NEOSHO, Mo. — As construction nears for a new performing arts center at the high school, the city and school district may enter into a partnership that waives some fees in exchange for construction features.
The Neosho City Council on Tuesday will consider initial approval of an agreement with the Neosho School District to waive any project fees. In return, the school district will complete two crosswalks and sidewalks, a rerouting of Hill Street north of the high school and improve stormwater handling at the site, according to documentation from the city. The school district will also give signs to the city of Neosho at Bob Anderson Stadium.
The agreement will mark the first time Neosho’s newly expanded council will make decisions regarding one of the biggest building projects in the city. The previous five-member council last year agreed to be open to such arrangements but did not provide any direction about what those arrangements would be. The agreement also asks the city for support during the construction and rerouting of Hill Street. That amounts to communication and coordination, said Superintendent Jim Cummins, not any of the actual construction work.
“We’re already meeting with them on Wednesday just to start talking to them about the rerouting,” Cummins said. “It’s going to take some coordination, and ‘support’ is just that, making sure we are all on the same page.”
In order to accommodate the 36,130-square-foot expansion on the north side of the high school, Hill Street will be relocated northward to align with West Patterson Street on the western side of Neosho Boulevard. The stretch of Hill Street that gets painted by seniors annually will remain in place.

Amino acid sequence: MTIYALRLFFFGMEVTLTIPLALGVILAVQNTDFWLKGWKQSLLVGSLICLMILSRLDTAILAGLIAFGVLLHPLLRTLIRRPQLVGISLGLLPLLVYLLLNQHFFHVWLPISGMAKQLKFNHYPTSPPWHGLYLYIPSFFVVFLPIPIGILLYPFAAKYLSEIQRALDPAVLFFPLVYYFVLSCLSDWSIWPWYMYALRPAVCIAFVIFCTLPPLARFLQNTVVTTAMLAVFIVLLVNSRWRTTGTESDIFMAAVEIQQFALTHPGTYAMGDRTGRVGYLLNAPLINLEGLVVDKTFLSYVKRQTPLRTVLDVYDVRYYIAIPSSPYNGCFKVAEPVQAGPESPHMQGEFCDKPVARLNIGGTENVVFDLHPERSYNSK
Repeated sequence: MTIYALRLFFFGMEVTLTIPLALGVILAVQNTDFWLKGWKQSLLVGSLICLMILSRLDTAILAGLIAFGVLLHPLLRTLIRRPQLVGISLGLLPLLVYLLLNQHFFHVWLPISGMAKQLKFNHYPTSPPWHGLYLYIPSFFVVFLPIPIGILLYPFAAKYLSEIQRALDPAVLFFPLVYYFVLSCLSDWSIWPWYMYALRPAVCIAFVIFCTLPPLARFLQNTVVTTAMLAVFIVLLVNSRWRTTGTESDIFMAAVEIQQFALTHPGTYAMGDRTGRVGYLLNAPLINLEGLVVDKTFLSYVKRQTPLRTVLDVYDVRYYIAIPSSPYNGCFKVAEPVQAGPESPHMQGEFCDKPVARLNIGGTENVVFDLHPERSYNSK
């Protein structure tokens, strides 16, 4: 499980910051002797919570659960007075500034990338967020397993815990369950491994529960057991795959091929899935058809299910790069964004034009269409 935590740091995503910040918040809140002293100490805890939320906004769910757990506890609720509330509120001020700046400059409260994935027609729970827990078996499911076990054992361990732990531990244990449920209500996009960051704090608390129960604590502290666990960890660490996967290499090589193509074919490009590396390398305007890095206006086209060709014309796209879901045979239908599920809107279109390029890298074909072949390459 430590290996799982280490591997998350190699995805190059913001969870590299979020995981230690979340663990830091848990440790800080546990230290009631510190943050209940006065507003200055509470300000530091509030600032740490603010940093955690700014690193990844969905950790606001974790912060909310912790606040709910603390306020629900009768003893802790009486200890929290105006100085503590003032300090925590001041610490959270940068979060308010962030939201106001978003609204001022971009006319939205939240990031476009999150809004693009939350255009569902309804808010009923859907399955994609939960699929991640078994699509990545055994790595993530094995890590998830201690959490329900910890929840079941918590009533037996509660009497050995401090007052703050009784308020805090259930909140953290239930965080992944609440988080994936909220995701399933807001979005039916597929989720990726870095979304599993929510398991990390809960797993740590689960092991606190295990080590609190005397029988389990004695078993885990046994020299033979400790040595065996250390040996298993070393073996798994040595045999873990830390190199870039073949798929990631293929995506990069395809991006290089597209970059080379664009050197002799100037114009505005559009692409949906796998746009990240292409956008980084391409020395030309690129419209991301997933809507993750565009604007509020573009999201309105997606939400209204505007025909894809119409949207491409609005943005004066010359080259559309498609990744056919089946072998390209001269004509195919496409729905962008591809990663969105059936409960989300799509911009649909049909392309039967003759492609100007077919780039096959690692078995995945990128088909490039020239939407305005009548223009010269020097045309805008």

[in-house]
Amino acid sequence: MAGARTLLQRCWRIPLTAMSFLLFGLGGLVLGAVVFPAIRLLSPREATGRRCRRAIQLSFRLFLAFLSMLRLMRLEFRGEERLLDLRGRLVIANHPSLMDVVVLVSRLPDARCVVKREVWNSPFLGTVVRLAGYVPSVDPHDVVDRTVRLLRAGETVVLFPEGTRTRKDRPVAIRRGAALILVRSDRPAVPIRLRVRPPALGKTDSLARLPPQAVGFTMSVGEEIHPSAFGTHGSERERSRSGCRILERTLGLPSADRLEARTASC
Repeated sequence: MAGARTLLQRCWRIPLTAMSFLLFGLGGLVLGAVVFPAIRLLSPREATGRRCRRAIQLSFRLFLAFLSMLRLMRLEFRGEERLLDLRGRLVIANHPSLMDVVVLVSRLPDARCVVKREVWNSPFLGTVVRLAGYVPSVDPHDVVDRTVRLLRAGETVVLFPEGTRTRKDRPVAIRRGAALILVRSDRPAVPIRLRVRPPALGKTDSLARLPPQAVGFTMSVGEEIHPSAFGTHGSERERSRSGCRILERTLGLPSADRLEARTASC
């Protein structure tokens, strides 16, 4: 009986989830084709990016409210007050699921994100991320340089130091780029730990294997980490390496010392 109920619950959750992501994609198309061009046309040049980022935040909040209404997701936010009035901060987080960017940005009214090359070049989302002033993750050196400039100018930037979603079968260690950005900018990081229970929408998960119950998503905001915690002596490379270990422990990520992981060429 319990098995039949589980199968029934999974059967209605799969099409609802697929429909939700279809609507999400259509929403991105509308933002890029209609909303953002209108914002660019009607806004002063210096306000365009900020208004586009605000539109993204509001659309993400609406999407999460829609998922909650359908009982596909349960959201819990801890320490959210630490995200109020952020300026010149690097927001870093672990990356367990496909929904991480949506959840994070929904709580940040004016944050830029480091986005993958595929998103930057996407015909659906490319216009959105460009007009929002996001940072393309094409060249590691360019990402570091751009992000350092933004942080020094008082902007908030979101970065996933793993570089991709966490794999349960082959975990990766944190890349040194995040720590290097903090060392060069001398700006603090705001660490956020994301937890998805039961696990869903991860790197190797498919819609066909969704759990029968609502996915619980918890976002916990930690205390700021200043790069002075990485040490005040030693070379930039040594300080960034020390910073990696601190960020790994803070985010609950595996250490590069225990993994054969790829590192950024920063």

The school district is in the midst of a series of building projects approved by voters in June. A performing arts center at Neosho High School is the biggest project in the list; other projects are an indoor training center and end zone facility at Bob Anderson Stadium, locker room renovations at the high school and storm shelters at the four remaining buildings that did not yet have them.
City Manager David Kennedy said the city is interested in the completion of the crosswalks.
“We were looking at something that could provide security and safety, so that our students could get to school safely,” Kennedy said. “Adequately marked crosswalk areas are important for the city.”
The crosswalks and sidewalks would be near Benton Elementary School and along South Street. The one outside Benton Elementary is also dependent on improvements planned by the Missouri Department of Transportation.
Kennedy said project fees would be around $160,000 for all of the school’s project costs, valued around $32 million. The council will ultimately decide how much to waive in fees, Kennedy said, as well as proposing any other terms. “Then both entities will know where to go from there,” Kennedy said.
Other fees for such things as inspections of electrical or plumbing systems are not part of the proposal, Kennedy said.
Cummins said that the value of utility work and stormwater improvements alone would cost about $2.5 million. The district hopes to open bidding for the performing arts center construction in mid-June; initial estimates place the cost at more than $16 million.
The city and school district have already been collaborating on the project. Last year, the council allowed the school district early permission to work under scaled-back building codes. The school district also retained the same engineering firm, Allgeier Martin and Associates, that the city had hired for stormwater handling.
Cummins said the school board signed off on the agreement and will be prepared to consider any counteroffers.
“We are just trying to find some compromise, and I don’t think anything is set in stone,” Cummins said. “It just depends on what we can agree to.”
Whether there would be any actual savings to taxpayers remains unclear. Virtually all homes within Neosho city limits are also in the Neosho School District; property owners pay a property tax of $3.74 per $100 of assessed valuation.
Kennedy said there is a flurry of building activity throughout the city, however. Intersection improvements for Highway 86 and Gateway Drive are hoped to begin soon, and the city recently received a $2.5 million grant for flooding reduction.
“At the end of the day, both entities are looking at what is a good deal for Neosho,” Kennedy said. “That’s what everyone is focused on.”